Dec 182013
 


By Karen Weintraub
Special for USA TODAY

Fibromyalgia affects 1% to 5% of Americans, mainly women, but until recently, scientists had no idea what might be causing its severe and mysterious pains. For decades, doctors told patients their agony was imaginary, the result of emotional hysteria, not a physical ailment.

But this year, researchers finally began to get a handle on the condition.

“What’s happened is in 2013 there’s been this absolute explosion of papers,” says neurologist Anne Louise Oaklander at Massachusetts General Hospital in Boston. “The whole view on this has shifted.”

Oaklander published two studies this year showing that half or more of the cases of fibromyalgia are really a little-known condition affecting the nerves. People with this small-fiber neuropathy get faulty signals from tiny nerves all over the body, including internal organs, causing an odd constellation of symptoms from pain to sleep and digestive problems that overlap with symptoms of fibromyalgia.

Neuroscientist Frank Rice and a team based at Albany Medical College also discovered that there are excessive nerve fibers lining the blood vessels of the skin of fibromyalgia patients – removing any doubt that the condition is physically real.

These fibers in the skin can sense blood flow and control the dilation and constriction of vessels to regulate body temperature, Rice says, as well as direct nutrients to muscles during exercise. Women have more of these fibers than men, he says, perhaps explaining why they are much more likely to get fibromyalgia.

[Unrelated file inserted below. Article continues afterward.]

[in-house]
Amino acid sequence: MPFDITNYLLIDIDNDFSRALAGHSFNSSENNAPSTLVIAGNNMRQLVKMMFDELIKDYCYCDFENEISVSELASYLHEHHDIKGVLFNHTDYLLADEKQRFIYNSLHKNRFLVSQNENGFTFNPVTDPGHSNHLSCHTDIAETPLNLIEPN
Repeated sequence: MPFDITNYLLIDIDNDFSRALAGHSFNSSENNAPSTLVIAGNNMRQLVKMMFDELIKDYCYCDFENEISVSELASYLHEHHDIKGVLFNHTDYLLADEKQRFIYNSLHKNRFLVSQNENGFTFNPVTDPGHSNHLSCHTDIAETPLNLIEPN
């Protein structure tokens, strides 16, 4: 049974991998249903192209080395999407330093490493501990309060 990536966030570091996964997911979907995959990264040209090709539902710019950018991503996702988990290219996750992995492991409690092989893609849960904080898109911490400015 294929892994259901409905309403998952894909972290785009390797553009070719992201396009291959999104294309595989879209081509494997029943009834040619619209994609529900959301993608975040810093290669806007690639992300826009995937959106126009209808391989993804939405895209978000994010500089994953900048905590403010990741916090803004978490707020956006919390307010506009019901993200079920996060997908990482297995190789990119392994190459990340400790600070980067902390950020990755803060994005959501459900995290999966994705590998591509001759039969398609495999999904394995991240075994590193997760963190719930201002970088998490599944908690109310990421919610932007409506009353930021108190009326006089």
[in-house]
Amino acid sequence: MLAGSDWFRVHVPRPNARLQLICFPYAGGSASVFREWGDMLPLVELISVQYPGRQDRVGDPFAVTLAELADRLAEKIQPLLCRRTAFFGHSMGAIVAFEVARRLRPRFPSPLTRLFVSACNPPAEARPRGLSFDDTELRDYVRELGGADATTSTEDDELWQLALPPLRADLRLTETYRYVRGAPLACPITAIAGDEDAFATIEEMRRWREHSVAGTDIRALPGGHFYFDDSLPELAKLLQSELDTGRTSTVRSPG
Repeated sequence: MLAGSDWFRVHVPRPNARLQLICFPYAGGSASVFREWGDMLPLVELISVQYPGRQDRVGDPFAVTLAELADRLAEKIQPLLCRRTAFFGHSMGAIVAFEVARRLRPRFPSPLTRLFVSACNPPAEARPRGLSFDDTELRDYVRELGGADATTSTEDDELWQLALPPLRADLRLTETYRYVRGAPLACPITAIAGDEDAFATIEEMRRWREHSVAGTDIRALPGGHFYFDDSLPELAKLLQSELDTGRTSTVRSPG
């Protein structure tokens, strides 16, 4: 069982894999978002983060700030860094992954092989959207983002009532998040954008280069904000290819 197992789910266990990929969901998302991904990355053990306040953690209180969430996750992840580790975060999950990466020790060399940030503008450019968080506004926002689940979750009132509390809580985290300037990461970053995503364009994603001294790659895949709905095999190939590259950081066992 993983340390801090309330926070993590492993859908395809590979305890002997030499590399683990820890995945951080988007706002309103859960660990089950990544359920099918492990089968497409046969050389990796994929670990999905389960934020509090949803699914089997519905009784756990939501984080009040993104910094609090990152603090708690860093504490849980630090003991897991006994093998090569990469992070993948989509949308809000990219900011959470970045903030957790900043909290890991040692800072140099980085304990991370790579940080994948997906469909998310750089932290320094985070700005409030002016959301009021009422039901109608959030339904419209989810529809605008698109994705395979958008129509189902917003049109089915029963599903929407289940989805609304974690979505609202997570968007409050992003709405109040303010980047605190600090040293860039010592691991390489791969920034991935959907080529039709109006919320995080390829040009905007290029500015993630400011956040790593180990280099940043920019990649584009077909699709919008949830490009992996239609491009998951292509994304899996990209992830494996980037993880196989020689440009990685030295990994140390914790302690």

“Blood vessel nerve fibers are an important target that haven’t been in our line of thinking to date in chronic pain conditions,” says Rice, now president and chief scientist at Integrated Tissue Dynamics LLC, a biotechnology research company in Rensselaer, N.Y.

In recent years, scans of patients with fibromyalgia have revealed brain changes associated with pain, but the new research suggests these are a symptom rather than the cause of the condition. Read the full article…

Dec 142013
 

Stress Meter w credit w creditThursday, June 21, 2007
By: Eve Reddin Lennon, CPCC

This is the time of the year when we find ourselves surrounded, if not bombarded, by a multitude of media messages suggesting what we should be doing for the holidays and how we should be doing it. These messages are designed to conjure up sugarplum visions of beautiful, festive, picture perfect, storybook holidays with smiling families and all the trimmings that will surely bring us all peace and joy and incredible holiday happiness. Like a Norman Rockwell painting, or a Hollywood movie, or even our own romanticized memories of tradition-soaked holidays past, these images are seductively appealing—but the problem is that they aren’t real. They are fictionalized, idealized versions of the holidays.

Consider for a moment the expectations we have placed on ourselves to make our own holidays fit these perfect, but imaginary and unattainable images in our heads. Way beyond our genuine and heartfelt desires for the Season’s Greetings, Merry Christmases, and Happy Hanukahs, we enter the season believing we are somehow obligated to follow a set of unwritten rules prescribing just what and how much we should be cramming into a few short weeks: “Deck the Halls!” (Inside and outside, upstairs and down until everything glows, sparkles, or twinkles, and smells like pinecones and spice.) Or, “It’s the season to open your hearts and be generous” (meaning shop till you drop, wrap it all up, and defer payment until January when you open the bills and go into stress overload).  It is also the season to “Gather your family” (whether you want to be with them or not,)to be the perfect hostess, to set a beautiful table and serve up at least one feast (dust off those cookbooks, shine up the silver, polish the crystal), and of course, to dress up, put a smile on your face, and attend all the parties, functions and festivities within a 250 mile radius.

Somewhere deep in our own heads is a list longer than Santa’s—of all the things we believe we need to or should do to make the season merry and bright. But the fact is that in order to do so we would each have to be a Martha Stewart clone with a staff of forty and the stamina of the Energizer bunny.